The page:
Well This Can’t be Legal…

In order to better serve my constituents and be as transparent as possible I want to post something real quick about a peice of legislation certain 18th session council members (Representative Akubeze, Representative Billeaux, Representative Magallon) are trying to slide through during finals week.

Here is the legislation entitled “Save WISPIRG” in which the above council members are looking to add $128,378.59 into ASM’s internal budget in order to fund WISPIRG in full.

At first glance this seems to me to be highly illegal and could be some of the the most blatant corruption I’ve seen in my now 4 years being involved in the organization. After being denied funding through SSFC this year and then the Student Judiciary upholding this decision, two of the three bodies in ASM have ruled on this case and I see this as skirting the entire funding process and the checks and balances of the organization to take this to council.

If this is not illegal I see two possible options of council moving forward with this.

1)  Council will have to cut $128,378.5 from the budget from other services, positions, or grant money in order to pay for WISPIRG.

2) This would have to go to SSFC and seg fees would need to be raised. (something, if I remember correctly, these individuals campaigned against)

Regardless of all of this I would like to know where the transparency and outreach was on this issue? A majority of the elected council members this session ran under the “I will Vote” slate who shared a common vision. I’m not too sure if they are holding up to their campaign promises. What’s possibly the most ironic is that only a few months ago current ASM Chair, then WISPIRG Secretary Allie Gardnar criticized ASM for not doing outreach and not being transparent on big ticket issues.

As always please post your thoughts, reactions and questions below.

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4 responses to “Well This Can’t be Legal…

  1. Sarah Neibart

    This is the most inappropriate thing to be put onto the agenda.

  2. Michael Billeaux

    As a cosponsor of the legislation, I feel I should comment.

    I have not been convinced by any argument so far suggesting that funding WisPIRG via the internal budget is illegal; nor is it without precedent (membership in USSA was paid for this way). The discussion tomorrow will allow all arguments re: legality to be fleshed out in full, and I am very open to the possibility that we, the sponsors of the proposal, have all missed something. I will leave this here, as I’m sure we will have ample opportunity to discuss this tomorrow evening.

    The argument that the legislation is corrupt is, of course, altogether different and unrelated to legality. And I disagree with this argument as well. Firstly, it was abundantly clear to everyone that WisPIRG was lobbying, as they attempted to meet with just about every representative on council. This is the right of any group (including, if they were so inclined, CFACT, whose proposal I would also have considered). Second, the timing of the WisPIRG issue is a matter of urgency; this is not an issue which could have been taken up in the Fall (which, believe me, is a scenario I would have personally much preferred). Third, although you don’t make this particular point in your post, the focus on Chair Gardner and her former association with WisPIRG is misplaced. It is we, the names you list in your post, who decided to take this up, and so it is against us any claims of corruption or ineptitude must be leveled. Moreover, I hope there is no implicit assertion here that chairs or other representatives should have had no former connection to other organizations and should have no personal preferences. I am an active member of the TAA, and my affiliation with that organization will, I’m sure, be reflected in some way in the decisions I make as a member of the council.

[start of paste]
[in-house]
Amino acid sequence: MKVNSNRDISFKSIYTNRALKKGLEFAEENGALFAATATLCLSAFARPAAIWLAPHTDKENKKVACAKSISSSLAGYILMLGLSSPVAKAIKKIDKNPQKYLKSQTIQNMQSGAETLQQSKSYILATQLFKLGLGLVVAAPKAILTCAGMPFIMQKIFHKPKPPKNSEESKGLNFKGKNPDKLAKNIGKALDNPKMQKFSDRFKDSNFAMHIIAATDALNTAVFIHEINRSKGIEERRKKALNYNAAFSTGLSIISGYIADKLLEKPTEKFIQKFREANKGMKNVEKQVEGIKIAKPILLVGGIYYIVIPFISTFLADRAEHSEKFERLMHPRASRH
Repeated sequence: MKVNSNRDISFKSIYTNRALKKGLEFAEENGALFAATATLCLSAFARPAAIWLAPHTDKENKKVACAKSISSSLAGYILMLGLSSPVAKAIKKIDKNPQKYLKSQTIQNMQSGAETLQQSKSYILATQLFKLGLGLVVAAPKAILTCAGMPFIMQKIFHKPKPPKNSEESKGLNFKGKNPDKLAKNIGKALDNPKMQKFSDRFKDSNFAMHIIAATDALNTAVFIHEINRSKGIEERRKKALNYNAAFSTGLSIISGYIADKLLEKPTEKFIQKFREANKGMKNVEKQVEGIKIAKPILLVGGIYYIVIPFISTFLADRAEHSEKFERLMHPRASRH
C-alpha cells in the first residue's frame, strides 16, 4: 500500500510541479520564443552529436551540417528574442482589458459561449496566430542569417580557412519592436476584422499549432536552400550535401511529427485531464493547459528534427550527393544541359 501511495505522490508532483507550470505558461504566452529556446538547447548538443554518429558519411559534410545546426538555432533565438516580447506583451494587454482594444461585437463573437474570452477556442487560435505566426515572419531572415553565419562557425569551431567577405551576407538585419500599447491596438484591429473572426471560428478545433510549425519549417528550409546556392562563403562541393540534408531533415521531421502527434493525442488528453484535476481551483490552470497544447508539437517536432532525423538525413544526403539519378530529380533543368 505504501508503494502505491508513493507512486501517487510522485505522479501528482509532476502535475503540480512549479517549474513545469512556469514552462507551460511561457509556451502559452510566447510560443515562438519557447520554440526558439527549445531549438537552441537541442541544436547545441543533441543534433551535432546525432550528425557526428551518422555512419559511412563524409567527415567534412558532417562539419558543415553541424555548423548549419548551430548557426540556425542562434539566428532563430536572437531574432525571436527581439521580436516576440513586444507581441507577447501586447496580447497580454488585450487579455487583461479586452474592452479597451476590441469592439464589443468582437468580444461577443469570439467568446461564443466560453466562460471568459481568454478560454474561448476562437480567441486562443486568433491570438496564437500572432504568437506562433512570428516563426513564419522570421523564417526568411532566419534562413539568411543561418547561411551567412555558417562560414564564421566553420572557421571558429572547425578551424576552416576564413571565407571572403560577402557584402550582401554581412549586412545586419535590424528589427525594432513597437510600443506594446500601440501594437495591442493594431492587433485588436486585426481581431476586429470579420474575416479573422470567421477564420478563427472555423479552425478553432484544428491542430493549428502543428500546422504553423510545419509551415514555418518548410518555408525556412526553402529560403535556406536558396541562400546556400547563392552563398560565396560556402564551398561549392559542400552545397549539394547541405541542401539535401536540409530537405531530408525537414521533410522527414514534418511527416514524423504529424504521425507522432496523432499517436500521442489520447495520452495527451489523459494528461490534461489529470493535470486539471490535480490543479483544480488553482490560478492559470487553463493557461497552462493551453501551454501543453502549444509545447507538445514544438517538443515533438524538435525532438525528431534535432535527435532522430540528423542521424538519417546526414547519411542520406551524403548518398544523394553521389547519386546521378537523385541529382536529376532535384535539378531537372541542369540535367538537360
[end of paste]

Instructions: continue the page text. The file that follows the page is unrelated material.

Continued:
I look forward to the discussion tomorrow, and I hope this all can stay at the level of disagreement over interpretation.

  3. You’re not actually supposed to have this debate tomorrow. The idea behind section 3.04(4) is to make sure the full text of a proposal is out and available for longer than 24 hours, which is really not enough time for the public to know what’s going on.

    Under open meetings law, 24 hours is the minimum – and if something is so important that it needed to be done that day, 3.04(4) has a clause that let that happen. But that’s the exceptional case.

    Otherwise, the idea was that at the meeting A, proposals would be introduced and briefly explained so people were aware that they existed, and then taken up for real at meeting B, usually a week later. That way, people have plenty of time to read it, talk to other students, think of questions, and get the word out about the proposal, so people for or against something have more than a just a few hours to find out.

    It’s actually modeled (and, in fact, some of the text is taken verbatim) from the Madison City Council ordinances, which introduces new legislation at the end of their meetings. They normally refer it to other committees right away, the whole process takes 30 seconds.

    Having a long Q&A and debate on the night of goes against that spirit of transparency that was behind 3.04(4), even if it meets the letter.

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